The line was built in two phases. Paris-Marseille Voyage En Tgv PDF specially modified train performed a series of high-speed tests on the first phase of the LGV Est prior to its opening.
In April 2007, it reached a top speed of 574. The line passes through the French regions of Île-de-France and Grand Est. In 1969, Metz politician Raymond Mondon requested a study of a fast train from Paris to Strasbourg along the route of the planned A4 autoroute. Germany, which was developing the Transrapid maglev system, was long reserved about the TGV system being developed by France. A 1975 study concluded that the passenger traffic to only Alsace and Lorraine would not be enough for the financial feasibility of the line. The LGV Est is a direct result of a project begun in 1985 with the establishment of a working group chaired by Claude Rattier and later by Philippe Essig. Their report provided the basis for preliminary design studies conducted in 1992-93.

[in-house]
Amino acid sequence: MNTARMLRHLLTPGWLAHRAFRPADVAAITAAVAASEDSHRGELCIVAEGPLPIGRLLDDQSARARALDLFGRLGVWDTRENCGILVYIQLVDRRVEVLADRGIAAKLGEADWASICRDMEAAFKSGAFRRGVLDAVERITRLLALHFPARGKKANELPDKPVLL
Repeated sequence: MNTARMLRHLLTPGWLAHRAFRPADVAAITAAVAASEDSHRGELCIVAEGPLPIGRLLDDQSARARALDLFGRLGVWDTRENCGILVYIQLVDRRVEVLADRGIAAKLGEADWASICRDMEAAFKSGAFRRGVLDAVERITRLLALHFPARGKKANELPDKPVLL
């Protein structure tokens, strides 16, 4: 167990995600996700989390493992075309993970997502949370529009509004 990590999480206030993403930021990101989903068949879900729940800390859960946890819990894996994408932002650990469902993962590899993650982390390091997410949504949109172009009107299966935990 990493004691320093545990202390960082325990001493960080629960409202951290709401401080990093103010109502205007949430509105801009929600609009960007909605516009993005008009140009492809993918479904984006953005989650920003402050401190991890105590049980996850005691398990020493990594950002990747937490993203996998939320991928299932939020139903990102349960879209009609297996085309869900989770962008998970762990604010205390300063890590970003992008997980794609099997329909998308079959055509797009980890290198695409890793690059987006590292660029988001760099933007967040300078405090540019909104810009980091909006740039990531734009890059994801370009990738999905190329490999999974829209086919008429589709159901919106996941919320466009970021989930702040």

The initial 1980s plan extended along a corridor from Paris to Munich. London corridors, and a direct route crossed a region of eastern France far from any major urban area. The following year, Philippe Essig presented the route that would later be built and at the same time addressed the other problem: financing. This route, further north than previous proposals, served Reims and Strasbourg. Financing of this proposal called for contributions from local governments—a first in France for construction of a high-speed line—and the Grand Duchy of Luxembourg. This was a favorable financial arrangement for SNCF due to low ridership projections and because the population of the towns served were below a threshold for building a high-speed line. On 1 April 1992, the project was added to the master plan of high-speed lines, in which it was classified as a priority project.